Mexican Coca-Cola is supposed to be the cat's meow, the great alternative to those frustrated by the American version with high-fructose corn syrup. Used to be that you could travel to neighboring countries Canada and Mexico and you'd be guaranteed an experience free of high-fructose corn syrup.
Then, glucose-fructose sneaked its way into Canada; no one really explaining that glucose-fructose is high-fructose corn syrup. Lately, we've been hearing stories about Mexicans having to deal with American coke, er, Coca-Cola. And I've seen "Mexican Coca-Cola" that says on the label "high-fructose corn syrup and/or sugar."
NAFTA is the reason why high-fructose corn syrup has invaded Canada and Mexico. Free trade agreements do have some advantages, but the loss of sovereignty is always a bad side effect. The United States has a lot of power to force something into another country; that power is not as reciprocal in reality.
We live in a society where we can't find out whether the milk we drink has been treated with growth hormones. For consumers who want to avoid high-fructose corn syrup for any number of reasons (time will tell if the autism connection has much validity), they deserve to know whether they are consuming high-fructose corn syrup.
For those looking to cut down on high-fructose corn syrup, Mexican Coca-Cola has been a wonderful option while occasionally having a soft drink. The treat of Mexican Coca-Cola only works if you are drinking "the real thing" (yes, an old company slogan).
If your drink is from a glass bottle and says Coca-Cola and comes from Mexico, it's only real if the label doesn't say high-fructose corn syrup. Anything else isn't "the real thing."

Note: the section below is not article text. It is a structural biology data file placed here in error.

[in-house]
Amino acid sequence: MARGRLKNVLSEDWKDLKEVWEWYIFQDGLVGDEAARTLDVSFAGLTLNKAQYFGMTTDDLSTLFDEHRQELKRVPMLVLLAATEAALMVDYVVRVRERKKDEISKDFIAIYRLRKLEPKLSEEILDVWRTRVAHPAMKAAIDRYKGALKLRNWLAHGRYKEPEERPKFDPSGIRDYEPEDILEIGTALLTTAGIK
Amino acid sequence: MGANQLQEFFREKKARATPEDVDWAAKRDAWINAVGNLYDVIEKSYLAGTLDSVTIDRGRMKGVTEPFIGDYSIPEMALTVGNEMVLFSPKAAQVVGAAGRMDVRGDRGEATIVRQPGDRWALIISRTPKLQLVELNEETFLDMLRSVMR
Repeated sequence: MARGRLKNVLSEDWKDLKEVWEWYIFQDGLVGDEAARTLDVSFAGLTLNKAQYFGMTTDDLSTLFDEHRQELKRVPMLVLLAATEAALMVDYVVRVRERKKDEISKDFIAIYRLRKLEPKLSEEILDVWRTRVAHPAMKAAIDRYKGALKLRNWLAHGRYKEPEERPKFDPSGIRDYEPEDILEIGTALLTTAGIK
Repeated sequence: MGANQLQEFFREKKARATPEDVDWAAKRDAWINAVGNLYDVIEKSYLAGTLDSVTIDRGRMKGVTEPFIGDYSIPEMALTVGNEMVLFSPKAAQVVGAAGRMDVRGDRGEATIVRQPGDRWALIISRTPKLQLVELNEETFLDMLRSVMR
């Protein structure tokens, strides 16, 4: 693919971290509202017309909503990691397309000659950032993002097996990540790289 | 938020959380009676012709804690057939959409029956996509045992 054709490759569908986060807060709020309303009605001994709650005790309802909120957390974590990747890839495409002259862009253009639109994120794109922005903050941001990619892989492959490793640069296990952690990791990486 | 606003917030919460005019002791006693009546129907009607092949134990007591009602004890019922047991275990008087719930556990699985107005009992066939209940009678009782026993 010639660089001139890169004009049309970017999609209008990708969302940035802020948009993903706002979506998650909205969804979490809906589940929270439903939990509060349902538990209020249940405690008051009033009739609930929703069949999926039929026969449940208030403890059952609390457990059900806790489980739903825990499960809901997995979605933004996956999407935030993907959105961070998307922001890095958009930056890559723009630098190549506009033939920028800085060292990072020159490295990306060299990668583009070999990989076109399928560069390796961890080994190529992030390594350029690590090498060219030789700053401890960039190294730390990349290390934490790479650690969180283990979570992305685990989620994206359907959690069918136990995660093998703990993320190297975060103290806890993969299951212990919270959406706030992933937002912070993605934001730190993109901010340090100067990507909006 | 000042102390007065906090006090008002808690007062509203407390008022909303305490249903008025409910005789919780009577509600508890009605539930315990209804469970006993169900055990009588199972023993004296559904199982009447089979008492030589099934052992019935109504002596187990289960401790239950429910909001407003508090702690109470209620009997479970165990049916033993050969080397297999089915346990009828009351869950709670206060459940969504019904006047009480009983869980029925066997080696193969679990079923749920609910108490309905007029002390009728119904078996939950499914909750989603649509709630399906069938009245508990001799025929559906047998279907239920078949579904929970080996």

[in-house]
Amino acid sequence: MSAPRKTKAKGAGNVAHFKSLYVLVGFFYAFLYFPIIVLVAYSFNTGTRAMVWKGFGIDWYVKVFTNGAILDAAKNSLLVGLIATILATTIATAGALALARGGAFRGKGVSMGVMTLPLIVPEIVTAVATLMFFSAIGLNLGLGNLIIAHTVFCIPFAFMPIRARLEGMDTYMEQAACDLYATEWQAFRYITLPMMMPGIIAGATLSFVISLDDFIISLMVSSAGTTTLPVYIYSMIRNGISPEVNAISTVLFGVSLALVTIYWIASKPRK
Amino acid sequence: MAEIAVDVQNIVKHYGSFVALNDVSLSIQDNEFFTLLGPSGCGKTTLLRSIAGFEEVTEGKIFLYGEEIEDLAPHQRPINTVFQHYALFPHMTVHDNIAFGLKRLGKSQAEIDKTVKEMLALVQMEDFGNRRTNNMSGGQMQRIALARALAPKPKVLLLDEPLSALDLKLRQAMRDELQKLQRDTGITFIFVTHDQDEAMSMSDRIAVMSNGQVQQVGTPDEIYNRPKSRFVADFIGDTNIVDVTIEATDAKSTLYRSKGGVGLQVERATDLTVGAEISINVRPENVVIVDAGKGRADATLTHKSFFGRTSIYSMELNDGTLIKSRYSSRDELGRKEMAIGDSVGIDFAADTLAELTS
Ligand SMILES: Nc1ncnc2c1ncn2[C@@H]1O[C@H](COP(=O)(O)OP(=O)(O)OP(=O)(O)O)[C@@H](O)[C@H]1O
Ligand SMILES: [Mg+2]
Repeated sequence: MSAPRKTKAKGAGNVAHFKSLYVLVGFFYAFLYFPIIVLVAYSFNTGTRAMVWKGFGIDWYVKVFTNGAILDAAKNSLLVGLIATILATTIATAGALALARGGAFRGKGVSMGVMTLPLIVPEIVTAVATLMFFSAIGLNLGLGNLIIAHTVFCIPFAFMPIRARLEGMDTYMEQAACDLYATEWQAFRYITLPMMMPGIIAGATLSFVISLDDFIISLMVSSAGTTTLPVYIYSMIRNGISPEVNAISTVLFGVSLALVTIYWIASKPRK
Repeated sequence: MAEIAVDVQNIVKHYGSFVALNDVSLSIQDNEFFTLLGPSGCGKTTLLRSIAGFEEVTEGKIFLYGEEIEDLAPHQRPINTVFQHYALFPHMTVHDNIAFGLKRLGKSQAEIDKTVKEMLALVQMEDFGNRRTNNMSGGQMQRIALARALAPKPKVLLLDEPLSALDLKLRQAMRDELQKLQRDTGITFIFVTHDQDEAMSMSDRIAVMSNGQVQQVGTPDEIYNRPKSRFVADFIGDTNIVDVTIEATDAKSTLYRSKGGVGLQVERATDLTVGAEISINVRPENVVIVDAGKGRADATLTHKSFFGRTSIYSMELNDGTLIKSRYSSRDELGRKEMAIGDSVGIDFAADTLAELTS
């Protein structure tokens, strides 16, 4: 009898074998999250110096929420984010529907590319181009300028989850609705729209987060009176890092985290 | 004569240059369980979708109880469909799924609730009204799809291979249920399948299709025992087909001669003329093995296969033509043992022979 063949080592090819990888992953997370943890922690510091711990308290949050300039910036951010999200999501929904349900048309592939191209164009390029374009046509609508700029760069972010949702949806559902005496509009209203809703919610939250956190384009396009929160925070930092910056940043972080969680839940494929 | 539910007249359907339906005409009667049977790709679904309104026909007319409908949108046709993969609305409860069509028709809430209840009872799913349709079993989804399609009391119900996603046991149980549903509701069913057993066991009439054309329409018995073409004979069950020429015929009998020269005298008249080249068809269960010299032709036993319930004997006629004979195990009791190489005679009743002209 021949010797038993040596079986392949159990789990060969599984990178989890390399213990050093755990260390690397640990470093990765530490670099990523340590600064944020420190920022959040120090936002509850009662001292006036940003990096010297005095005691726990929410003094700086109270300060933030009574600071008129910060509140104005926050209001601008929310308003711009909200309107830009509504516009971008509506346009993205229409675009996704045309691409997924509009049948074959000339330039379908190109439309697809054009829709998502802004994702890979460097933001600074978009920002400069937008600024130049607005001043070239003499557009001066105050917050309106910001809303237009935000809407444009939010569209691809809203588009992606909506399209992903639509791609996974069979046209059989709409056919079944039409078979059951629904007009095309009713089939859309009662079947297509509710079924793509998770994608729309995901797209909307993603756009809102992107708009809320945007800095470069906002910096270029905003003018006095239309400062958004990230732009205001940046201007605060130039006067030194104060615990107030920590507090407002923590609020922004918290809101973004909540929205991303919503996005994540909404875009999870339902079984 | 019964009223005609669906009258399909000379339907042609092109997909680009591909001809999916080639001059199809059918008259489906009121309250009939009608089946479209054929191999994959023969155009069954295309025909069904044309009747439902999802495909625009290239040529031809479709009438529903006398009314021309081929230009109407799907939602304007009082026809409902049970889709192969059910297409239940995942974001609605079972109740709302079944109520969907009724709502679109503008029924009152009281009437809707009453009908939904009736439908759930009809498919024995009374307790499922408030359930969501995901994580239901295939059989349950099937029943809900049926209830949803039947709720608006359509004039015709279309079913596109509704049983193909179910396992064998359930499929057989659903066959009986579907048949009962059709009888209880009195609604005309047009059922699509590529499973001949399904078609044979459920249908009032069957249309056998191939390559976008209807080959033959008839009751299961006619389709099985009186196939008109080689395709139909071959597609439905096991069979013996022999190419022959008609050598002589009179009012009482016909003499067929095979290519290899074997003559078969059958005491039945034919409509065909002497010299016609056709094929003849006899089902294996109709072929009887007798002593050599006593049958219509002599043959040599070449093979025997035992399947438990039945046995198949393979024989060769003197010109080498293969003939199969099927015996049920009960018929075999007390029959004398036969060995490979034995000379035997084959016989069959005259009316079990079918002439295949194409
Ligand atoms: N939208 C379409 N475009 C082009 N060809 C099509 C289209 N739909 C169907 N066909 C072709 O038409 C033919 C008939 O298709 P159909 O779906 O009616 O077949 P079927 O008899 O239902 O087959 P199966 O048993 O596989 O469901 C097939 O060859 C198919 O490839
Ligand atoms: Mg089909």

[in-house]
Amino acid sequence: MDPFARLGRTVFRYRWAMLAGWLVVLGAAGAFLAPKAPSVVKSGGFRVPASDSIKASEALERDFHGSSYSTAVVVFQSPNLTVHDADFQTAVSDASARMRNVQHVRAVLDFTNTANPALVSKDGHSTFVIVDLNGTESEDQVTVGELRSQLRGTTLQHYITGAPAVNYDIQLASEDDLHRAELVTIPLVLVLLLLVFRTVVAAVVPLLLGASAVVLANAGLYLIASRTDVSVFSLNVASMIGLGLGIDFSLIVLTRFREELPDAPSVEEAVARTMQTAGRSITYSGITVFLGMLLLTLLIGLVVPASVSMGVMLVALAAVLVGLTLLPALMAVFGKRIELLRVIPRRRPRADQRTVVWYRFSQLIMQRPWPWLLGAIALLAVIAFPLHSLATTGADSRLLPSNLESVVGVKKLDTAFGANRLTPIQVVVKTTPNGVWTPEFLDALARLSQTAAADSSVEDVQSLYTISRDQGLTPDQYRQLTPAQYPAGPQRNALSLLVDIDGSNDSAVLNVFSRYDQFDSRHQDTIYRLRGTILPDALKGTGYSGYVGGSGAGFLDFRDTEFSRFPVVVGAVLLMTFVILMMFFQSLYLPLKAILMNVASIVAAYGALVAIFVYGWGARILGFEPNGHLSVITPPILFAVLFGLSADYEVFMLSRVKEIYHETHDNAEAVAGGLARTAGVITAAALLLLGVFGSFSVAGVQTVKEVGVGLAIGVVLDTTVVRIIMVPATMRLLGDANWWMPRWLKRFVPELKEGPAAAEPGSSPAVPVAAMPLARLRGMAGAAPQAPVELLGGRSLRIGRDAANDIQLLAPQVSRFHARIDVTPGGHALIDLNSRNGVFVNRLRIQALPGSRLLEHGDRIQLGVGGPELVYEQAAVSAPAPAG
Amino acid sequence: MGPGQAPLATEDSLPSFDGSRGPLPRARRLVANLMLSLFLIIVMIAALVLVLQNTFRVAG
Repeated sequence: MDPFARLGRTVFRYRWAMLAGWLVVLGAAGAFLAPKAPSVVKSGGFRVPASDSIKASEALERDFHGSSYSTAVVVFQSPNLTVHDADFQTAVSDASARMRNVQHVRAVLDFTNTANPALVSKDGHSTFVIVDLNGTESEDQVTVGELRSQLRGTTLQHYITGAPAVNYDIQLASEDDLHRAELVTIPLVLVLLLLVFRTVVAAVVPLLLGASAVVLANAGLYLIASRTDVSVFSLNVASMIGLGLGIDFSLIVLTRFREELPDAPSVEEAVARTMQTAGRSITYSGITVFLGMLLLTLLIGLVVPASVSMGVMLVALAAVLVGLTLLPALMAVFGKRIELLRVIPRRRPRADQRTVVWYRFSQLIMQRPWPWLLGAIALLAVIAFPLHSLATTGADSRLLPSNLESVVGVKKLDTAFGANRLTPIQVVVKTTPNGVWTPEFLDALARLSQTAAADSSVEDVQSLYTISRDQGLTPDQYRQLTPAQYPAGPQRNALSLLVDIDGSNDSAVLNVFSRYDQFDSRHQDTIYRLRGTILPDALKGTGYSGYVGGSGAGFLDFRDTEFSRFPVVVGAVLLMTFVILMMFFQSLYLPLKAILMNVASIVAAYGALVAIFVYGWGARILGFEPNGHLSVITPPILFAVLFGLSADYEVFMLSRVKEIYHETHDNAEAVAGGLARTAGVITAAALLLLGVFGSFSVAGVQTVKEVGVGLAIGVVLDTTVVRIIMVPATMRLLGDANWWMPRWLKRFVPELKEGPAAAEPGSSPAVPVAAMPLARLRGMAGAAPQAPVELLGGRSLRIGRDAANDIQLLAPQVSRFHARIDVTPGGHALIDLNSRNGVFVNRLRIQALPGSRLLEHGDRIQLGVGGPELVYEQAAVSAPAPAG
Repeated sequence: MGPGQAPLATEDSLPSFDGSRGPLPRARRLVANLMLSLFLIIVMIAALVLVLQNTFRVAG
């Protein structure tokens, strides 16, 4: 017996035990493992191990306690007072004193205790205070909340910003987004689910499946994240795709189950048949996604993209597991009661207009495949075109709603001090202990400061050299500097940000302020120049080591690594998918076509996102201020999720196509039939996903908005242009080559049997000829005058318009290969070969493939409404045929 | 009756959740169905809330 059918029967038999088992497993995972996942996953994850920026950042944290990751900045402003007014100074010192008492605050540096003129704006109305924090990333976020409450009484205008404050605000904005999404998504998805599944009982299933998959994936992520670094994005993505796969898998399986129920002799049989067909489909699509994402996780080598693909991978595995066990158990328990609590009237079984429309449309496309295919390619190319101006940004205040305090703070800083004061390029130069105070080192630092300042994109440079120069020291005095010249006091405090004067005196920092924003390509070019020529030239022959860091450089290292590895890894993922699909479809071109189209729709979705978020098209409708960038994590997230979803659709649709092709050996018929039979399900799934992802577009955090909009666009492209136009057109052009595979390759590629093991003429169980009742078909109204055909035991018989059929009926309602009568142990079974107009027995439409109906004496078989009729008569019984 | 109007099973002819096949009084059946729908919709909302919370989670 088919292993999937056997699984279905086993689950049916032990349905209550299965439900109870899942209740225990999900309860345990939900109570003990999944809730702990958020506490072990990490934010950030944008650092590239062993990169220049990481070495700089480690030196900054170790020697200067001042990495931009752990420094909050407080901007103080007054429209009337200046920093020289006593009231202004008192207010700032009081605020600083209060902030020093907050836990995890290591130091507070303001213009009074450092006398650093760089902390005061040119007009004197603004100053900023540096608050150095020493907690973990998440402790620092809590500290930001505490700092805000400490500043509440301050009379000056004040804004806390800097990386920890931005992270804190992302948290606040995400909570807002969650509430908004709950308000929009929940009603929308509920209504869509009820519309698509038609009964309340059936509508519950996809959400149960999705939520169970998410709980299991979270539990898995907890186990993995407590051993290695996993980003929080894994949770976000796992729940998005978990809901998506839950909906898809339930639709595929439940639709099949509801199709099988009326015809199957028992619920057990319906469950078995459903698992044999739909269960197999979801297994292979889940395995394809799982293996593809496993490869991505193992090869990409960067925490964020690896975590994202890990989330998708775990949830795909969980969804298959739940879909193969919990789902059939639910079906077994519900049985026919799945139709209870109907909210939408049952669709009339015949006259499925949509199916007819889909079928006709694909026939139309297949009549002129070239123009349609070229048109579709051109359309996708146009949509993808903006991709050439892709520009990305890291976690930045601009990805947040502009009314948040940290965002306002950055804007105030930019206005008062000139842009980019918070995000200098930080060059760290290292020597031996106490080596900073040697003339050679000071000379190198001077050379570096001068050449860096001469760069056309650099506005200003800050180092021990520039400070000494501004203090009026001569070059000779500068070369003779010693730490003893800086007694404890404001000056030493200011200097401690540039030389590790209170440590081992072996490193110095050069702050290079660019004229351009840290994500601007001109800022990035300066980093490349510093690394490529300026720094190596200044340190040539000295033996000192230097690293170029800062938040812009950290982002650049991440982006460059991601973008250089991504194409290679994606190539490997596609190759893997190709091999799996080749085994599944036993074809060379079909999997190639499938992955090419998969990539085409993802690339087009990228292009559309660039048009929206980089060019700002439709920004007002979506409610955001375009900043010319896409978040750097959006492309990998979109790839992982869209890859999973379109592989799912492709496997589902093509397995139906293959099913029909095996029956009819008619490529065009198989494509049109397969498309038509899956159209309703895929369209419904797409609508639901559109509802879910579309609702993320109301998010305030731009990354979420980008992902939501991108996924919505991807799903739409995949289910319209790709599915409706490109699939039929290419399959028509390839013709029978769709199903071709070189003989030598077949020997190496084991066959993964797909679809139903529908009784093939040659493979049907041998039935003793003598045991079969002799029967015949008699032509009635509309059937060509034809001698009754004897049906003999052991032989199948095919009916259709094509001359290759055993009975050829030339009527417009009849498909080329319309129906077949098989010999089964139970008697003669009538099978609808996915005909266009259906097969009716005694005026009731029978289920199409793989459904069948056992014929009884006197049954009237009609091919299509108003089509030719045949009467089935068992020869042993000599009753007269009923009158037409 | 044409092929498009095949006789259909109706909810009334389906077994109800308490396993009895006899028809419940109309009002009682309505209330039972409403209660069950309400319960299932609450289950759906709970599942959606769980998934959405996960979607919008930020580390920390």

Still wondering why regular U.S. Coca-Cola products are allowed to have the words "Original Formula," when no one knows that to be true.
The popularity of Mexican Coca-Cola should prove to the corporate folks in Atlanta that there is an audience for what Coca-Cola produced before the company switched to high-fructose corn syrup. I have two 2-liter bottles of Kosher for Passover Coca-Cola, another popular choice where available. The switch back to sugar would be the opposite publicity the company received for switching to New Coke.
The best rule of thumb is if the label doesn't mention high-fructose corn syrup, you should be fine. If you see the words "high-fructose corn syrup and/or sugar," place the bottle gently down and run.
"The customer is always right" and "give the people what they want" haven't applied when it comes to Coca-Cola.
This is a painful reminder that we keep needing to bring up: read labels. Seriously. You never know what food manufacturers are going to do.